Let’s Play!

Did you ever have the ability, as a child, to get fully immersed in the activity at hand?  Throwing rocks in the creek, playing with dolls, riding a bike, playing with the dog, cops & robbers, etc…?  Most young children have that ability.  And then we adults, we start training them out of that as soon as we can – “put your shoes on now, stop playing it’s time to eat, I need you to focus on this now, don’t follow that bubble we have to go now”.  Well, and what are we supposed to do – that’s the way our world works.  I always knew, growing up, that work was more valued than play; but, I had never seen it more blatantly labeled in black and white than yesterday.  I was reading a children’s biography about a scientist.  One of the historical notes was that the Puritans believed that children needed their parents’ permission to play.  Seriousness was valued.  Harsh punishment for stepping out of the boundaries was encouraged.  It became so clear to me- in that instant.  Many of us Americans were raised, through generational transmission and a plethora of subtle cues, “people who are playful aren’t as valuable as those who work hard.  We loudly value performance and accomplishment.  If you have to play as a child, then fine.  But you had better start outgrowing it as soon as possible.  Get serious.  Get prepared.  Life is a lot of hard work and planning and preparing.  Then if you plan and prepare enough, one day you can relax.  Phew – I’m exhausted just thinking about it!  Fortunately for us who are living now, there is plenty of research that shows that happiness and playfulness are important factors for creativity and productivity.  Nurturing a couple of deep relationships and making time on a regular basis for activities for pure enjoyment go a long way toward living a healthy, productive, and spiritual life.  Today I will pick one thing and do it just for fun – just for the enjoyment.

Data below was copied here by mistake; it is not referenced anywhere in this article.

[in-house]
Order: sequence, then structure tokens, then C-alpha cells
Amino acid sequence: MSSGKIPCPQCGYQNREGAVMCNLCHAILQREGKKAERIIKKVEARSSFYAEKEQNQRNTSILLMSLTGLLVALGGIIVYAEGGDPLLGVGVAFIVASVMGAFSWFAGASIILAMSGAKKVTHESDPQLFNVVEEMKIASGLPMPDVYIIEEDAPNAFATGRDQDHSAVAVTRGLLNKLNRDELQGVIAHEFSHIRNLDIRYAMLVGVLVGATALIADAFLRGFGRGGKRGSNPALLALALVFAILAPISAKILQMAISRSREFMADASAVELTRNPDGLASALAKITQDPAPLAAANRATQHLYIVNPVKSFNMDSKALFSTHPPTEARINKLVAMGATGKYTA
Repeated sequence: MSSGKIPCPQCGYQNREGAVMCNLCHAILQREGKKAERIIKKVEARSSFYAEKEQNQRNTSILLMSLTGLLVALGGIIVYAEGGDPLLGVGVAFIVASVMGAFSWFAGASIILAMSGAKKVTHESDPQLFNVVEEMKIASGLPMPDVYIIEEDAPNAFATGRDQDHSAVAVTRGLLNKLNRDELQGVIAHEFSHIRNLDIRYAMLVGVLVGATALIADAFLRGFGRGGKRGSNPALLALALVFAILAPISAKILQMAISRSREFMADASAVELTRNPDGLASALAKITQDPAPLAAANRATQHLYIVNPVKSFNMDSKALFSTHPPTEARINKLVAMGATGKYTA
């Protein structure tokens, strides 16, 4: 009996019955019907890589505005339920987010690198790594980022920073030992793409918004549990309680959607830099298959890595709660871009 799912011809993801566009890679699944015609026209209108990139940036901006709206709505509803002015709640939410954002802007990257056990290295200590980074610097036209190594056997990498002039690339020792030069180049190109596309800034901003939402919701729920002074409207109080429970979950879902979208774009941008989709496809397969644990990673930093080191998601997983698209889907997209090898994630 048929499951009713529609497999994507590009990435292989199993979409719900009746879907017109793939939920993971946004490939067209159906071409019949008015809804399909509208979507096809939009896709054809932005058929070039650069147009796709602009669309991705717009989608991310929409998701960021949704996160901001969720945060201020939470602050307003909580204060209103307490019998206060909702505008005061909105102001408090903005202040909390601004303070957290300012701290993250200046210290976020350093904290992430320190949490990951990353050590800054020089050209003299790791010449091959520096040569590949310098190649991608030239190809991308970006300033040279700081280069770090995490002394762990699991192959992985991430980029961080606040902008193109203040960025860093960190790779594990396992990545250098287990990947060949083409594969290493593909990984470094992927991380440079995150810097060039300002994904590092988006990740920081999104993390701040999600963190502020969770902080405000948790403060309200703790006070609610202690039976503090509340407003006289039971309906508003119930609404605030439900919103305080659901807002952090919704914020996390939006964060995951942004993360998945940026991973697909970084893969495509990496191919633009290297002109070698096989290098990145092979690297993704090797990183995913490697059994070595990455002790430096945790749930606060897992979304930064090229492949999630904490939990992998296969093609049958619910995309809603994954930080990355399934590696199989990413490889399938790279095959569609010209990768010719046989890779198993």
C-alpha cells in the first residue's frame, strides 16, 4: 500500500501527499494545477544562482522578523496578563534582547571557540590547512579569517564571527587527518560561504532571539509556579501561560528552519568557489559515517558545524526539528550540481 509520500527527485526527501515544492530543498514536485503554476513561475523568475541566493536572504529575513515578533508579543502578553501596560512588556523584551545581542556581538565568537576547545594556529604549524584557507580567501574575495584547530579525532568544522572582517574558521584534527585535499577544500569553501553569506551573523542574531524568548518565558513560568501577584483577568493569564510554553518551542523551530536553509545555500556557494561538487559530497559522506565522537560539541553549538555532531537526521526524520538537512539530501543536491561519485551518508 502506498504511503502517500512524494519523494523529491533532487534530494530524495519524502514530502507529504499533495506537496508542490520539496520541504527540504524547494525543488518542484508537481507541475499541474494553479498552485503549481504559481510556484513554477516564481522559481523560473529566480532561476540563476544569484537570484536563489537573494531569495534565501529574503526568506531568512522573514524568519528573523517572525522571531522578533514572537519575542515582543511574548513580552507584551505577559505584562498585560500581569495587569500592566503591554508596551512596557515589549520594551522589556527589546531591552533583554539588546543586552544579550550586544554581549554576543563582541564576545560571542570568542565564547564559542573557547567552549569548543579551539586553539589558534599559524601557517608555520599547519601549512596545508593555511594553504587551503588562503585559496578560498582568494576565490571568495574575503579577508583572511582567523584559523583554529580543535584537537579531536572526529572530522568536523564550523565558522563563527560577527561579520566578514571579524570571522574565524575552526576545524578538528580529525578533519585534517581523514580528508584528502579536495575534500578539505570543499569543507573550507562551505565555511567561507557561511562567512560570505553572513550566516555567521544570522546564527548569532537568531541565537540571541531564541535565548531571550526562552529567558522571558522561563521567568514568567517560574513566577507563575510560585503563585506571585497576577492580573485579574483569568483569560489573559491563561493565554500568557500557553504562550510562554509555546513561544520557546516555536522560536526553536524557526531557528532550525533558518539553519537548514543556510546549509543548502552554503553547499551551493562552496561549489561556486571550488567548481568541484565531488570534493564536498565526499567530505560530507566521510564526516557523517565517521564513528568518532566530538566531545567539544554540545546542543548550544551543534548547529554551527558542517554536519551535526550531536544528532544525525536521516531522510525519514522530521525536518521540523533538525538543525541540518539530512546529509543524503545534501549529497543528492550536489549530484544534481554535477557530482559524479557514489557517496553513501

Our Story Matters

I like to read people’s stories – and think about what factors and influences led them to be where they are today.  I was listening to an interview with a biography writer, and I felt inspired.  Why are biography’s just for a select group of people?  What if every American high schooler had the assignment to write their own “autobiography”?  What if, just for that time they were writing it, they had to stop and think about their lives – who they are to the people who love them; how they came to love dance, singing, juggling, soccer; what things are motivating to them; what are their regrets, losses, grievances about life?  What if every American high schooler had the chance to think about those things and then had the opportunity to share and talk about some of those things?  Then I think about the value there is for each of us in telling our stories.  Just putting words on paper or saying something out loud gives us a different perspective than when it’s just roaming around in our heads.  True – I’m not saying anyone would pay to read  my story – but value is often not about money.  I know my story matters significantly to at least a couple handfuls of people.  It makes me who I am – and I, along with you – my fellow humans, have tremendous value in this world.  I also think that telling our stories is a little like studying history.  It gives us opportunity to reflect, consider, and learn from our past.  It gives us an opportunity to approach our future with intention.  Today, let us take a moment to pause and say out loud or write down a part of our story.